DAYTONA BEACH, Fla. - As crewmembers repaired her battered No. 10 Chevrolet for loading into a hauler, Danica Patrick walked toward the bright light of a large flatscreen TV on an adjacent trailer.
Tying her hair back in a ponytail while a crowd of reporters waited, Patrick watched several replays of a last-lap wreck in Saturday night's Coke Zero 400 at Daytona International Speedway.
The verdict on her involvement in the multicar crash was incomplete, just like much of her night in a 14th-place finish on the 2.5-mile oval.
"It felt like I just ran along the wall, but it looked like it could have been me that came down in front of (David Gilliland), it definitely wasn't what I was trying to do at all," she said. "I was just following (Dale Earnhardt Jr.), so if that's what happened, I definitely apologize. I lost spots doing it. All in all, a solid day.
"I felt like we were a little slow to get going, but I think that we made the car better, and I felt I figured out some things that got the GoDaddy car in a decent position. We ran strong, and that's what we wanted to do."
Unlike the Daytona 500 when she qualified on the pole position, led five laps and stayed in the lead pack throughout on the way to an eighth-place finish, Patrick slowly worked her way to the front Saturday after starting 11th and quickly plummeting out of the top 20.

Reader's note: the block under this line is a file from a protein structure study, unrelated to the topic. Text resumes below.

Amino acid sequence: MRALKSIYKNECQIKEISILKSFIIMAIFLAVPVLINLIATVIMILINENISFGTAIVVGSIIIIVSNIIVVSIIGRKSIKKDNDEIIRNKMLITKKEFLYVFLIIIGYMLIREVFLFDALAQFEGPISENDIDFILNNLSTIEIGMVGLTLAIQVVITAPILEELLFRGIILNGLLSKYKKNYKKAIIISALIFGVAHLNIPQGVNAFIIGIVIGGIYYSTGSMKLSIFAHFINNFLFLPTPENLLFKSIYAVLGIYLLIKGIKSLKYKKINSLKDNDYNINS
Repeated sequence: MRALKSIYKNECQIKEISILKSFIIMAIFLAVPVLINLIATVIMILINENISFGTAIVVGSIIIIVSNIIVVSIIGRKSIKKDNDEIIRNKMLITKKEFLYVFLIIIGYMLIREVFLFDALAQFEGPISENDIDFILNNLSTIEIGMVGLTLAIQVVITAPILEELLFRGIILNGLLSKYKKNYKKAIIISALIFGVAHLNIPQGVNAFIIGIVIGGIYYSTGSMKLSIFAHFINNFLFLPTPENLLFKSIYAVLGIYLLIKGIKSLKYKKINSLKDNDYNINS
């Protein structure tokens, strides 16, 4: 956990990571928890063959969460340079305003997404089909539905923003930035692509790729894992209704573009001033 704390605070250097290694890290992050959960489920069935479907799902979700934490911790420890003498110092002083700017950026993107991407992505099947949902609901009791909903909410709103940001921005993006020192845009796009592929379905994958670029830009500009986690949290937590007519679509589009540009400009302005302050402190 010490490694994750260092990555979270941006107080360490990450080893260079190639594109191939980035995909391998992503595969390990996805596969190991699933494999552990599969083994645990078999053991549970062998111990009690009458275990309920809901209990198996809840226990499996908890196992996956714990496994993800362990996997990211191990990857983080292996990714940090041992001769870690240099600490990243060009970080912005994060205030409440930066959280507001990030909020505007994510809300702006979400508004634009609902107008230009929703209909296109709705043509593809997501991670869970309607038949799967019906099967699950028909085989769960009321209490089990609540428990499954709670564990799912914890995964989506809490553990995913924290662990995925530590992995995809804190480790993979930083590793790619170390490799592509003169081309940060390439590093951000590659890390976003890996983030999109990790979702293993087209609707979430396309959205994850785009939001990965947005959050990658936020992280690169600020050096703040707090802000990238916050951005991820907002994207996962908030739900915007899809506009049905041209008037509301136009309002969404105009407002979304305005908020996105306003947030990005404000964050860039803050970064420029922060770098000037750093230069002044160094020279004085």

But she caught a break when a pit stop just before a Lap 71 caution flag catapulted her Chevrolet into the top 10, and Patrick stayed there for much of the final 200 miles. She ran as high as second behind winner Jimmie Johnson on Lap 108.
"She did a really good job," crew chief Tony Gibson said. "We really didn't get the finish that we wanted, but it can always be worse. We got fast cars, and she can draft the hell out of these things. One of these times we're going to get the opportunity when we're in the right line at the right time and take advantage of it."
It was the Stewart-Haas Racing driver's fourth top 15 of the season, and her fifth in 10 stock-car starts at Daytona (encompassing the ARCA, Nationwide and Sprint Cup series).
"This is where her comfort zone is," Gibson said. "It comes from the IndyCar deal I'm sure, knowing where the air is and how to work that and the drafting, so yeah, it's definitely in her wheelhouse.
"We were a solid top 10 car for three-quarters of the race, so I feel like our speed was just as good as in (the Daytona 500). The car was locked down good. It was just a matter of being in the right line at the right time. She felt like being on the bottom was not the place to be at the end, because it took a lap or two to get up to speed where the outside could get some momentum for a lap or two."
On the final restart, Patrick was in ninth but tucked in behind Earnhardt and worked up the middle lane before swinging to the outside. She seemed headed toward a top 10 before the contact began off Turn 4, sending Patrick sliding across the finish line.
After vowing to be more assertive in the third restrictor-plate race of the season, Patrick said her aggression was evident in the two-lap shootout.
"I think that I did make a run," she said. "It didn't end up like I wanted by all means, I just needed to follow (Earnhardt) on the top to the line, but I think it was all right."
Said Gibson: "Sometimes it hurts you, but you have to make moves and be aggressive. She was aggressive when she needed to be. I'm happy with our finish, though I wish we wouldn't have wrecked. It could have been a lot worse."